Originally Posted by PepeLapiu
Sorry guys but you are both wrong. The king of silent slow speed rads is the Alphacool ST30. The SR1 and Airplex rads are tied for second place. Here is proof.
The Alphacool ST30 is all copper construction, lower restriction level than those other two, and it's just sexy!
The ST30 is also half as thick as the Airplex, which means you will be able to use push/pull on your rad for even better slow speed performance.
Furthermore, the Airplex 360 is 245$ at FrozenCPU while the ST30 is only 68$. So it's 75% cheaper, performs slightly better, and half as thick.
And BTW, Alphacool, Phobya, and Aquacomputer I beleive are all owned by the same people.
Sorry, I don't mean to pick on you, but....
That is not "PROOF", it is "ANECDOTAL EVIDENCE".... There is a humongous difference between the two, and while in this case it may be very good evidence, it does not equate to unquestionable fact.
I mention this only because I've noticed many people using the word "proof", when it shouldn't be used, and I wouldn't want for everyone to get into the mindset of taking anecdotal evidence as fact.
Point is, use the (unquestionably excellent) testing and research performed by Martin, Bundy, Stren, and the few other absolutely top-of-the-top, extremely elite, ridiculously knowledgeable reviewers/testers as ONE part of your decision process when it comes to purchasing equipment, but don't take their results as Gospel. Knowing that Martin is a fellow man of science, I feel confident that he would back me up on this (and also because, despite his quite-frankly A-List Celebrity Status in the Watercooling World, he is incredibly humble, driven to learn, and eager to spread his wisdom with us mere mortals).
There are many variables that are accounted for when a product is tested by a true expert like Martin, Bundy, Stren, et al, but for each controlled variable there are probably a dozen that cannot be accounted for. What's to say that one reviewer doesn't receive one of the best-made examples of a particular block/radiator/pump ever manufactured, while another receives one with a dozen internal defects invisible to any visual detection short of taking a hacksaw to the piece? We all know that manufacturing produces flawed products all the time (and many of you love that fact, as you sit here reading this on your $350-450 Yamakasi/Achieva/Auria 27" 2560x1440p IPS displays using panels from $800-1200 monitors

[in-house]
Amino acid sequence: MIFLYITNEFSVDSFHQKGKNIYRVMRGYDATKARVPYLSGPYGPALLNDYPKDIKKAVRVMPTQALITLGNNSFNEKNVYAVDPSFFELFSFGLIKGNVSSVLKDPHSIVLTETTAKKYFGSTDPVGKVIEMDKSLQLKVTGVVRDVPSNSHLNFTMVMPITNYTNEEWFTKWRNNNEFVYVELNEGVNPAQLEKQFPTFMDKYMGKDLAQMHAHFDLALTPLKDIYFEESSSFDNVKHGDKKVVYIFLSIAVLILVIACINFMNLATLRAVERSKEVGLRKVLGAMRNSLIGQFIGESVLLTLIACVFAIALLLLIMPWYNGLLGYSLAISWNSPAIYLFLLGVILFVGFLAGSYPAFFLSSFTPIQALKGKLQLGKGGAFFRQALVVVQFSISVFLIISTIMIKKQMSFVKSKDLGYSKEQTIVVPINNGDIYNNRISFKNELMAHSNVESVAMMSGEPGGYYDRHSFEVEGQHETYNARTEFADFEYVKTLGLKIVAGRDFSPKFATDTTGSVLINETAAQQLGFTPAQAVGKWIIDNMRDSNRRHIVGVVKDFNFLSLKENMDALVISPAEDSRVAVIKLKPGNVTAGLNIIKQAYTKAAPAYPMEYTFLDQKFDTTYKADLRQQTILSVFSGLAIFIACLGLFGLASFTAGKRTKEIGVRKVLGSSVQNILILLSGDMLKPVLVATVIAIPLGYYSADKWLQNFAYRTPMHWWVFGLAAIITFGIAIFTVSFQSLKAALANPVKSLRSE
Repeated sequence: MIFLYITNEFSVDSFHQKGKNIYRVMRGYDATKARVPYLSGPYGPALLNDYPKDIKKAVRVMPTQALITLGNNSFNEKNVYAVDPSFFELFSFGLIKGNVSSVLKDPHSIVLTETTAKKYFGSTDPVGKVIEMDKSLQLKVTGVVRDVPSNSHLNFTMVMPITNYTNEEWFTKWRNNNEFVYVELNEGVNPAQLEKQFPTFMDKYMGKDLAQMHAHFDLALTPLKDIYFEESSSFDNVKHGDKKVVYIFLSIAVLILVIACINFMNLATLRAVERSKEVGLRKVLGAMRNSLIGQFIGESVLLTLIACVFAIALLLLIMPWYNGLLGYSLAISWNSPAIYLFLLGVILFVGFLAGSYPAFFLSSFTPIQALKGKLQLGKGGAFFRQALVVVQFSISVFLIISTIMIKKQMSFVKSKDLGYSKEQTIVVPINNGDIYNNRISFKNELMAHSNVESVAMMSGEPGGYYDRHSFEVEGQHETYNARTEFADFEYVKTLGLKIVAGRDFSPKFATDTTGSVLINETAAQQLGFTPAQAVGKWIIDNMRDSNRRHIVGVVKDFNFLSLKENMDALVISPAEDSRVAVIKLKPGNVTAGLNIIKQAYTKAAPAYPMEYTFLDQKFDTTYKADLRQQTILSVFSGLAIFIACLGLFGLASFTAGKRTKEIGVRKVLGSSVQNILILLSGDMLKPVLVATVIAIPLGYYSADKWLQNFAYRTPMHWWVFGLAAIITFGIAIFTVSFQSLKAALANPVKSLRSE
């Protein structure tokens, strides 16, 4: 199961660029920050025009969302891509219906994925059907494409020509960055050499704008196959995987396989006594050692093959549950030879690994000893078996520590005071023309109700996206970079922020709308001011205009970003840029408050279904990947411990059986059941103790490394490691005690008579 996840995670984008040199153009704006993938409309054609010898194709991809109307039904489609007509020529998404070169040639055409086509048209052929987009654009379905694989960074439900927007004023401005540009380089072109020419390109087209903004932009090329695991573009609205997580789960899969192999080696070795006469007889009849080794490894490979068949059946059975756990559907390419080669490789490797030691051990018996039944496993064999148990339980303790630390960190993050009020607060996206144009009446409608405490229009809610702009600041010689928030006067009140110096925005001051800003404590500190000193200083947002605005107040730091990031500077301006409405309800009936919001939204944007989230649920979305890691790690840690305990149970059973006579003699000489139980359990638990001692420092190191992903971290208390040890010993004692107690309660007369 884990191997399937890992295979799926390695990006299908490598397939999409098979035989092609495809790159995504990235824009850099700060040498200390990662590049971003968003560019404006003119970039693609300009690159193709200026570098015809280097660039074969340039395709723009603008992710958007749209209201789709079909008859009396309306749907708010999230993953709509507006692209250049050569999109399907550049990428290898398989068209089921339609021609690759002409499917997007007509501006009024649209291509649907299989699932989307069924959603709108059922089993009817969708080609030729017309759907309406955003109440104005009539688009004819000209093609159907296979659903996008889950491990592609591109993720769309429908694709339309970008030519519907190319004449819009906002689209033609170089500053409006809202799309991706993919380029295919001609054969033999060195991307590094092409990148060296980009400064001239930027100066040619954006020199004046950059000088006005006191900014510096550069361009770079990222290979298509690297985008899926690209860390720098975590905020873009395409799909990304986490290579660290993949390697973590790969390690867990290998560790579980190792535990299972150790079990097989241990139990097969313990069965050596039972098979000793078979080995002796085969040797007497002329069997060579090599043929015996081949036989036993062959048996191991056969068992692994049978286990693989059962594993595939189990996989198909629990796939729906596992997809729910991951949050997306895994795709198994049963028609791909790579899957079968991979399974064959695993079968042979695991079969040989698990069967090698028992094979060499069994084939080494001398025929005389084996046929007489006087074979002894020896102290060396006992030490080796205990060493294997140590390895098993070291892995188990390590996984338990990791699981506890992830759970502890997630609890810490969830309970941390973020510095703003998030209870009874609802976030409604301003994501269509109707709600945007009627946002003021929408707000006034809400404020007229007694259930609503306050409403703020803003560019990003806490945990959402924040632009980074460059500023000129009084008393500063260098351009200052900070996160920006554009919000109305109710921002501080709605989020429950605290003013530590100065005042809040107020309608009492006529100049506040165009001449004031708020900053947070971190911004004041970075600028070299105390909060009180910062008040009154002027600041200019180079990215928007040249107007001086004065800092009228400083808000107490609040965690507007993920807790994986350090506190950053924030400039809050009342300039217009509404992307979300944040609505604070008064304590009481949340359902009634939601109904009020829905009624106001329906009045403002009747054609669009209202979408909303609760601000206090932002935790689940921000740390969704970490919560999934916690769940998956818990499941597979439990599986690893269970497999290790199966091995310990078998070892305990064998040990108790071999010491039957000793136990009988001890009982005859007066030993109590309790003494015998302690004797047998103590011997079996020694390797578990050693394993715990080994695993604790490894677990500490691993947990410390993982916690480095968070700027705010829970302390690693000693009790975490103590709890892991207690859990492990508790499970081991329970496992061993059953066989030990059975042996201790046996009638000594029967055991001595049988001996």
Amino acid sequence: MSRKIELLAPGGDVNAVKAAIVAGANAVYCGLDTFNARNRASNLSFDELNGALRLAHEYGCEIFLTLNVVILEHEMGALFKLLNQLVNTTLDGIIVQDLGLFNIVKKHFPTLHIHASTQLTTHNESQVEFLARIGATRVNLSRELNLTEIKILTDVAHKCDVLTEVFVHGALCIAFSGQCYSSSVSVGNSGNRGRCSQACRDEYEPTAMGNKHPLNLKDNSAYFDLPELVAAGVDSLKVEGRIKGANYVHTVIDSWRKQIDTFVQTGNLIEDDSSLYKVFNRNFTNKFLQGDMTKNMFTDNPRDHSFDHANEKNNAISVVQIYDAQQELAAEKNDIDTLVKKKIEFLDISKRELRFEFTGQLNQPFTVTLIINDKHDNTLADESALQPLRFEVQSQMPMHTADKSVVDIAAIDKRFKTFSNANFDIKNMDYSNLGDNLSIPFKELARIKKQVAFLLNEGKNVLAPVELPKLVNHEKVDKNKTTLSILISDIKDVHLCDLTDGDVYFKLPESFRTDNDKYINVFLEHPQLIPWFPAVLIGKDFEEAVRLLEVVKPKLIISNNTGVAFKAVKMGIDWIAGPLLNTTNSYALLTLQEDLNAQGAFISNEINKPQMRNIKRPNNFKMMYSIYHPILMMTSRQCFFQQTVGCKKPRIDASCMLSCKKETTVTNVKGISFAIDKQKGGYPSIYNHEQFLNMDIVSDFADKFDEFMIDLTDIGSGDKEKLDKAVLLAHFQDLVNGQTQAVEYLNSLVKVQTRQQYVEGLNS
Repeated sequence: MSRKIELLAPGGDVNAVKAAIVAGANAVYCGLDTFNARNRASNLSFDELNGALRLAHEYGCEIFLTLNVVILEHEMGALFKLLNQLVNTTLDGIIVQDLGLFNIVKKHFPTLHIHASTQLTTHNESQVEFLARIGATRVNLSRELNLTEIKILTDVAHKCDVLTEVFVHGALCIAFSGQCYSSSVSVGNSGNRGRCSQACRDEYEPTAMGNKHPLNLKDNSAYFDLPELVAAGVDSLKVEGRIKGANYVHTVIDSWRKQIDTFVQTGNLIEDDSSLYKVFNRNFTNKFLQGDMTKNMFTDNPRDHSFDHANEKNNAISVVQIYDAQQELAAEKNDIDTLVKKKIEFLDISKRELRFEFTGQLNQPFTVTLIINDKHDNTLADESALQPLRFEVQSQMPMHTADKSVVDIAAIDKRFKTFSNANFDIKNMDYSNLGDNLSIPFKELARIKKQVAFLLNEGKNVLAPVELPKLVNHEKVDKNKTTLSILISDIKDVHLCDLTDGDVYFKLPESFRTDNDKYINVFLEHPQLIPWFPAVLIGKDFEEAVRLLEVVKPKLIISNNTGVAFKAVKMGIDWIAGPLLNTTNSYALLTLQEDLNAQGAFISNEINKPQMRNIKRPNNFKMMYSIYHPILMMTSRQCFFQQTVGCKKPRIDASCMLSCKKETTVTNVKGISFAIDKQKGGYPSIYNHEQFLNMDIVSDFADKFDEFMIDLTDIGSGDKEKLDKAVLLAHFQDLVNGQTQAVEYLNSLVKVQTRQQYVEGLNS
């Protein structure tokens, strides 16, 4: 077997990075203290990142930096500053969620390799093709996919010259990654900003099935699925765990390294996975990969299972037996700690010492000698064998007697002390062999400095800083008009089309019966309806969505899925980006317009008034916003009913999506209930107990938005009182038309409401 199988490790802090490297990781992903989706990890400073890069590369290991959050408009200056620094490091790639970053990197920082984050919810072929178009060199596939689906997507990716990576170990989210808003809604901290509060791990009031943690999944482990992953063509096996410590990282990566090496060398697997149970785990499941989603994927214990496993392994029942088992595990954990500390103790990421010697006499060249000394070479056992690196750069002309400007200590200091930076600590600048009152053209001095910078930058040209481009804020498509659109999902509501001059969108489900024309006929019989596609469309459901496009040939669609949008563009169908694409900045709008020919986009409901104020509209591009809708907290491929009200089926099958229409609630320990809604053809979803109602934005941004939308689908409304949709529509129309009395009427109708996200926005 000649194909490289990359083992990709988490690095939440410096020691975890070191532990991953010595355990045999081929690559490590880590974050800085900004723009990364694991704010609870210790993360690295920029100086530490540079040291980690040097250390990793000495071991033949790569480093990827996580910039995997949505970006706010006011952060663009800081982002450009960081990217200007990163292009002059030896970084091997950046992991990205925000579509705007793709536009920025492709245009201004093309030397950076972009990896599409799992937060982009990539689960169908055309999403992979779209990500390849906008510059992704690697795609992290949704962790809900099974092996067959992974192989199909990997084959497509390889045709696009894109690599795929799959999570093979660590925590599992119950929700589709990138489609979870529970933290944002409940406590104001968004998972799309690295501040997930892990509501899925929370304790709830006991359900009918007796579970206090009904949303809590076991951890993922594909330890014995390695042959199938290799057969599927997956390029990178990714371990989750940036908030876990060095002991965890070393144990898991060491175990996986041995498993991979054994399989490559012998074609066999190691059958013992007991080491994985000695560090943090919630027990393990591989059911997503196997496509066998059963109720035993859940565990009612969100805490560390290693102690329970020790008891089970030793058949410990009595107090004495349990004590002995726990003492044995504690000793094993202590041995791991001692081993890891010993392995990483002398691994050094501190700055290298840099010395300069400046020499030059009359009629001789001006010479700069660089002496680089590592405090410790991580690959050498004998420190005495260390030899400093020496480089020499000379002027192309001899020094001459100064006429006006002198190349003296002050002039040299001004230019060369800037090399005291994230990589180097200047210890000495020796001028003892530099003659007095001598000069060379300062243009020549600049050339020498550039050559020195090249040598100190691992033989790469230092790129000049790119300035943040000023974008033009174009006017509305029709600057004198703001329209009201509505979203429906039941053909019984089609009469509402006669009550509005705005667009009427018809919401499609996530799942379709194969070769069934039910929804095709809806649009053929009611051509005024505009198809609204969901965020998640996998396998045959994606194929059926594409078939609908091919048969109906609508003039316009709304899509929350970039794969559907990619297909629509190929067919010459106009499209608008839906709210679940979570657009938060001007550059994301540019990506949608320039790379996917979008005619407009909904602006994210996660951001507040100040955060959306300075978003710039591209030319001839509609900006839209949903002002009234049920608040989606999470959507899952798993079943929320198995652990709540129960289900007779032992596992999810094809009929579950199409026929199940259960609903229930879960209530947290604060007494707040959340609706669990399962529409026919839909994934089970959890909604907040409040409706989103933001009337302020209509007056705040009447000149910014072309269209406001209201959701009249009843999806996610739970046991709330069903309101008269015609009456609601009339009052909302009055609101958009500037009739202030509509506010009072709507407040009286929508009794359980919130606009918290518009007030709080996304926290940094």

), and it is realistic to assume that even the standard allowable tolerances/variances from piece to piece can and do have perceptible impacts on performance.
I would say that due to variables outside of the control of those testing the products, it's not unreasonable to allow a 5% or even 10% margin of error, the exact amount perhaps depending on how intent a given tester is on measuring, recording/logging, and controlling as many variables as he or she is able to (or can afford to; that equipment ain't cheap!). Martin, again, is the perfect example of someone who has gone above and beyond what could be expected from "just another enthusiast" testing liquid cooling parts, and this is clearly visible when you take a look at the frankly incredible test bench he has invented. As a result, he has achieved a(n extremely well deserved) credibility that the average "I got this rad and my temps went down EIGHT BAZILLION DEGREES!!!!"-type "reviewer" cannot even dream of.
A bit more on-topic:
HWL Black Ice radiators are the best-finished radiators on the market (aside from Watercool products, although their price tag puts them in a different class altogether), they provide a very decent model line-up that does a decent job at covering some of the "big bases", and they are also very sturdy and well-built. However, they are incredibly expensive when compared to all or at least most of the other "black" radiators, they lack a model that covers the "intermediary" fan speed/fin density area of the market, and their products are typically extremely specifically-focused towards a narrow area in the performance/fan speed curve (not inherently bad, but it can be limiting).
Alphacool, XSPC, Swiftech, Phobya, Coolgate, Magicool, Koolance, EK, and the like all have their own unique approaches towards radiator design, their own view on how best to cover the entire noise vs performance spectrum, their own philosophies on design/construction/cost/quality control, and each has developed its own reputation, just as Hardware Labs has.